Brett Favre is not ruling himself out of Sunday’s game against the Patriots despite two fractures in his left ankle.
The 41-year-old Favre wore a large walking boot on his left leg to the podium for his regular news conference yesterday in Eden Prairie, Minn., saying he doesn’t anticipate participating in a full practice this week. He spent the day in the training room instead.
Favre says he has always had a knack for healing quickly, which gives him hope he’ll be back when the Vikings (2-4) play the Patriots (5-1).
“I would love to play, for no other reason but I’m in this, committed to this team,’’ Favre said. “I’d love to get this back on track and be a part of it, and more than anything function at a level that gives us a chance to win. That’s basically it.
“If not, Tarvaris [Jackson] will do a great job. I have no doubts whatsoever. But I would love to be able to try and do it.’’
Coach Brad Childress kept the option open, too.
“I wouldn’t put it past him. He’s going to make the push, like a lot of these guys do,’’ Childress said.
Since taking over as the starter for the Packers in 1992, Favre has played through pain — including a broken thumb and a badly sprained foot — and not once has he sat out. His NFL-record streak is at 291 consecutive games started, 315 including the playoffs.
“I’m very proud of the streak, but it probably should have ended a long time ago,’’ Favre said. “Whether it ends this week or it ends at the end of the year . . . I will always be proud of it.’’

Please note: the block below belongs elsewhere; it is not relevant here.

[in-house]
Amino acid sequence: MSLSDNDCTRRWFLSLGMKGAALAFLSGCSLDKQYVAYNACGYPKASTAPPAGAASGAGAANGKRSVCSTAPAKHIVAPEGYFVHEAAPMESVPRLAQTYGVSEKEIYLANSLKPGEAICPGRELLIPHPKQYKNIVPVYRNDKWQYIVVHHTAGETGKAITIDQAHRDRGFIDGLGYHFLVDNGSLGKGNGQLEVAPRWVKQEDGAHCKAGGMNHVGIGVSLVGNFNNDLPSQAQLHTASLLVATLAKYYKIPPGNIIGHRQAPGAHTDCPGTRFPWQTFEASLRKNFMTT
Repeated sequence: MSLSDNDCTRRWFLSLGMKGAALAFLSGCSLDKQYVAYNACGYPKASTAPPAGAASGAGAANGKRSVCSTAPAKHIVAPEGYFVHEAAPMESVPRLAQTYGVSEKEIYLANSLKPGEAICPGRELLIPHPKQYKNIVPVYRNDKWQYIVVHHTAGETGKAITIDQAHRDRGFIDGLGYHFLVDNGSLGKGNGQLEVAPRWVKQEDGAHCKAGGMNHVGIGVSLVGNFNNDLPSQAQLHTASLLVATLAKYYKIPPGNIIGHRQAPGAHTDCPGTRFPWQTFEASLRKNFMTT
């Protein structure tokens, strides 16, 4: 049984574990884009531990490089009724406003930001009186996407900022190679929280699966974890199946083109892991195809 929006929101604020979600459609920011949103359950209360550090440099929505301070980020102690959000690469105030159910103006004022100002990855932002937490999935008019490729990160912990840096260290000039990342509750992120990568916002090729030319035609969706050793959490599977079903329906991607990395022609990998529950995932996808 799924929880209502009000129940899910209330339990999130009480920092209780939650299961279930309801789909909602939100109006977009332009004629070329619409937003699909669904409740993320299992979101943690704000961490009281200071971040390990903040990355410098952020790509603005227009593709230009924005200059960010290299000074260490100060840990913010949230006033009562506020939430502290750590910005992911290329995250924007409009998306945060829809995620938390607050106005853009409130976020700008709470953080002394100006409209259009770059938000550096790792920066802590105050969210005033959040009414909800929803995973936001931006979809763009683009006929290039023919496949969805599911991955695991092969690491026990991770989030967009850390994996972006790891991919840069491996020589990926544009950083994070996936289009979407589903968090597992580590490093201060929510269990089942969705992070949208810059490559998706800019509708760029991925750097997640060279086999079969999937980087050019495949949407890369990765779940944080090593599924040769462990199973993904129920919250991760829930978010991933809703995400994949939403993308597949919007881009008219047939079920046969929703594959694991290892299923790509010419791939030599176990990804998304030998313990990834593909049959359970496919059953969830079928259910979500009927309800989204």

Childress, too, said he wouldn’t factor in the streak as part of the decision on whether Favre will play, but the coach was adamant that he won’t let him go out there if he looks gimpy.
“I’m going to need to see some movement skills, to see that he can do that,’’ Childress said.
Favre was hurt in last Sunday’s loss to Green Bay, and an MRI revealed a stress fracture in the ankle as well as an “avulsion’’ fracture in the heel bone, where a fragment has been torn away by a tendon or ligament. He doesn’t need surgery, and he said after consulting with doctors he’s confident he can’t make the injury worse by playing.
“Mentally I think I can do it. I’ve done it before. Will it hurt? I’m sure it will,’’ Favre said. “I know I’ll keep an open mind about it and be smart about it. I don’t want to go out and play just to play.’’
When asked what the streak means to him, Favre, in typical contradictory fashion, touted his own feat and expressed team-first humility all in the same paragraph.
“All I can say is, ‘Wow,’ ’’ he said. “I kind of lost count a long time ago . . . If I’m able to play, I want to play the whole game and give us a chance to win.’’
As for working with Childress on the decision, Favre said: “He’s the head coach. He makes those decisions, but I would think it’ll be an open-dialogue deal.’’
Alex Smith is expected to miss 2-3 weeks with a separated left shoulder. Singletary picked Troy Smith over David Carr, who came on against Carolina after Alex Smith was injured last Sunday, but threw an interception that led to the winning field goal for the Panthers.
“Troy Smith gives us a good opportunity to win this game,’’ Singletary said. “I talked to David Carr about it. He understands. We had a couple of conversations about it. That’s a personal thing between he and I, and I’m going to leave it there. Troy Smith is our starting quarterback.’’